W/E 17th June 2019

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A week that ended in deep shame as I finally got caught out and had to ride the Honda to a Laverda event 😦

Family crisis intervened and I ran out of time to get the Atlas running properly. My own fault of course because these days I am mainly a ‘man of leisure’ but old habits seem to die hard and so as is my way I didn’t leave enough time to sort things out.

The Atlas running had been getting poorer over the week. It would not run on two cylinders at low revs and was now starting to misfire on the transition from closed to open throttle. It was also running poorly and irregularly on the open throttle. Time to rig up the aux’ fuel tank and do some carb’ balancing…

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The problem is with the left hand cylinder so I went through various problem solving routines. I changed the pilot and main jet – the pilots were new long jets as originally fitted so I went back to the non-standard short jets which had seemed to serve me so well. Of course reflecting on this it was quite irrational because the right hand side was okay so was it going to be the jets? Still I pressed on with time counting down and finally decided on a carb’ change so robbed the unit off Atlas #3. If anything this made matters worse – it’s my optimistic and naive outlook that thinks the problem will be solved by  putting on a carb’ that’s been sat for maybe 2 years…It didn’t work. I played around with the pilot setting and noticed that whatever I did to the left hand carb’ made little difference so I turned my attention to the electrics.

I played about substituting coils and checking for spark – the spark on the left side was ‘iffy’ but in the end I just had to jump ship and prep’ the Honda. I was going to ride a Honda – what could possibly go wrong…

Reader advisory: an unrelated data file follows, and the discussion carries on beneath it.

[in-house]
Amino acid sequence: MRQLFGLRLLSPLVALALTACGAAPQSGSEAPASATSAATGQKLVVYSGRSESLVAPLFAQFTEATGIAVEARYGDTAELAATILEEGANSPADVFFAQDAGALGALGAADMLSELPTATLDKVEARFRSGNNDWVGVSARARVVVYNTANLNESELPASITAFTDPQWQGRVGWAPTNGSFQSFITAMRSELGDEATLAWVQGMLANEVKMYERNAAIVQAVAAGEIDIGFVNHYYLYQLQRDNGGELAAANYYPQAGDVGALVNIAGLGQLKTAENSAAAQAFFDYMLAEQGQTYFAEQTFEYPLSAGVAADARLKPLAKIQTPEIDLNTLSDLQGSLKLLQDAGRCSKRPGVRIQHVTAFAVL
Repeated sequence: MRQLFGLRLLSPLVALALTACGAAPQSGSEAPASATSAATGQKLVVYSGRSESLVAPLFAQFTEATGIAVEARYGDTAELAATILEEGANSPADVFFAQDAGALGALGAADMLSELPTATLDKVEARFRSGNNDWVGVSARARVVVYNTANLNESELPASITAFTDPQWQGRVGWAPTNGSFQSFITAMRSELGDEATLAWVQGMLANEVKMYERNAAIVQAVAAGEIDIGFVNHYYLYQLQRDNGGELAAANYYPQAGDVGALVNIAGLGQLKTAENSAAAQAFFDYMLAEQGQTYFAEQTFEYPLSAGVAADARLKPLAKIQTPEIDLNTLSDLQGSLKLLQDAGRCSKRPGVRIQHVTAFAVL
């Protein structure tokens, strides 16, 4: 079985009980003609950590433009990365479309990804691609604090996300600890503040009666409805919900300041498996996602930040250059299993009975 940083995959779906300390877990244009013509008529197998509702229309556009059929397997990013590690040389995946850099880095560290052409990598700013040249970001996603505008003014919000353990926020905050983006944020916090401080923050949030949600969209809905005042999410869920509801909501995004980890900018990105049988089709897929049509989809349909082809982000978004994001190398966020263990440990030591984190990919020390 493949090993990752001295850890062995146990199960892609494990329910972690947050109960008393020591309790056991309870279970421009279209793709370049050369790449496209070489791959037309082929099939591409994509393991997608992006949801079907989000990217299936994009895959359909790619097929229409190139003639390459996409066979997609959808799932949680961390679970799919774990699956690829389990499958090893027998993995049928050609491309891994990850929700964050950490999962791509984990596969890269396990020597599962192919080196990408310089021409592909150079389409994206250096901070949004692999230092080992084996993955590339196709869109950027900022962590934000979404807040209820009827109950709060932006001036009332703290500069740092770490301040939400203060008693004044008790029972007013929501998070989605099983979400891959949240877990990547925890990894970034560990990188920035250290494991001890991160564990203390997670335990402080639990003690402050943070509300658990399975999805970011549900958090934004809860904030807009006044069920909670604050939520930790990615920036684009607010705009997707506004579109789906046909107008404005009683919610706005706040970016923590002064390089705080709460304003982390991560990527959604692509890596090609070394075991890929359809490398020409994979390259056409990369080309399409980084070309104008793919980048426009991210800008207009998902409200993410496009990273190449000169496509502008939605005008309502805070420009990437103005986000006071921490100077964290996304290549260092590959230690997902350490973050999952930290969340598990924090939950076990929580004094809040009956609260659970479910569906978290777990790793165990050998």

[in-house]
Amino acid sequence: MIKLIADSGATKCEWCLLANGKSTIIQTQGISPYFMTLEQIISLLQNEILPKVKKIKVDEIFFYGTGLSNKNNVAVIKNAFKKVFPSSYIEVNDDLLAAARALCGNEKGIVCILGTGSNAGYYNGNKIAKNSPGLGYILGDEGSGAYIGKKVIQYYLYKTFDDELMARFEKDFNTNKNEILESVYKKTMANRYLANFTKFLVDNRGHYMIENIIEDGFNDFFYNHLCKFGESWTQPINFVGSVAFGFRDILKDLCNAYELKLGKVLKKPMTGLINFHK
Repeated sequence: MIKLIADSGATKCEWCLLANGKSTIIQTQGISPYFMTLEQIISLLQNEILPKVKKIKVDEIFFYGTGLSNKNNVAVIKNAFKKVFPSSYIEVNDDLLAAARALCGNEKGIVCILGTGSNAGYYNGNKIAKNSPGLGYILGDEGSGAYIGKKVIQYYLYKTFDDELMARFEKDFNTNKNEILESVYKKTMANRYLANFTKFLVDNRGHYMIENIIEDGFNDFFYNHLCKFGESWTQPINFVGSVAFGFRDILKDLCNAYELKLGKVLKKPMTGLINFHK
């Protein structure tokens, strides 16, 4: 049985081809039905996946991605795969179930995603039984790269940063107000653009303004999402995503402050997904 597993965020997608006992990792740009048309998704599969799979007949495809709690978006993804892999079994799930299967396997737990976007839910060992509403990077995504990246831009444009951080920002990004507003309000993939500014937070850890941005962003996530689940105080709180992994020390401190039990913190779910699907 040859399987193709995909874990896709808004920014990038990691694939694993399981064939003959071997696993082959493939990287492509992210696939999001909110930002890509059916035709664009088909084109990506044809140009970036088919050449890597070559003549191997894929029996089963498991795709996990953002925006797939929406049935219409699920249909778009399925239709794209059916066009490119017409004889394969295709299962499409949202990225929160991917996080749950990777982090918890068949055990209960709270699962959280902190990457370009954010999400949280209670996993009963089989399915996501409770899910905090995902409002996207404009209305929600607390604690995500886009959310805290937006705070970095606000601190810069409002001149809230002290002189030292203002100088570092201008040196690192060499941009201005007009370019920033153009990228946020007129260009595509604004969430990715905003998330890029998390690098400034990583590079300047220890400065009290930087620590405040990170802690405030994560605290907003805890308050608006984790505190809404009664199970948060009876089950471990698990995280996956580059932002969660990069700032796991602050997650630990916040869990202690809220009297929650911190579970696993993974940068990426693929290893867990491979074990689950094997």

On a more positive note I found electrical connectors to fit the Atlas wiring harness. The digital speedo I fitted works fine but I still need to plumb in the wiring to make the idiot lights work. I plan to make up a new sub-harness so needed a nine pin connector and found Kojaycat supply the parts or rather supply parts for old Suzuki’s which is what Laverda used. At the same time I also picked up some nice M6 brass connectors to wire in my satnav to the battery – shame I can’t find the satnav wire…

Nick 🙂

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W/E 3rd June 2019

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Happy New Year! Long time since I posted and to be fair not a lot has changed – same old broken and bodged collection of bikes. The only reliable bike has been the little 100 which has been running around local roads quite happily 🙂

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However the little 100 isn’t going to be any use for two up touring duties so it was time to re-commission the trusty Atlas. I’d messed about trying to get the cam cover off but one allen bolt wouldn’t shift and became increasingly mangled so I decided to carry on regardless and just put it all back together!

The poor starting turned out to be mainly a poor battery but of course in taking it apart I’d created more issues…The main issue was with the carb which had an idle jet that wouldn’t screw out fully. As I have a few carbs (along with a few Atlas’) I thought I’d rob Peter to pay Paul and duly filched one off Atlas #1.

I installed new ‘long’ pilot jets that Jean-Pierre sent from France and decided a complete gasket overhaul would be in order. This proved more difficult than expected and a month went by before they arrived. Despite the DHLA being primarily a car carb’ spares are drying up – a predictable consequence of the carb being 25+ years old and also the move to fuel injection bought on by emissions legislation (incidentally the Atlas would now attract an emission charge if I was to ride it in to central London).

With the fresh battery the Atlas fired into life – although as you will see from the Trips section it didn’t run so well on account of me leaving out a spring behind the diaphram…(oops)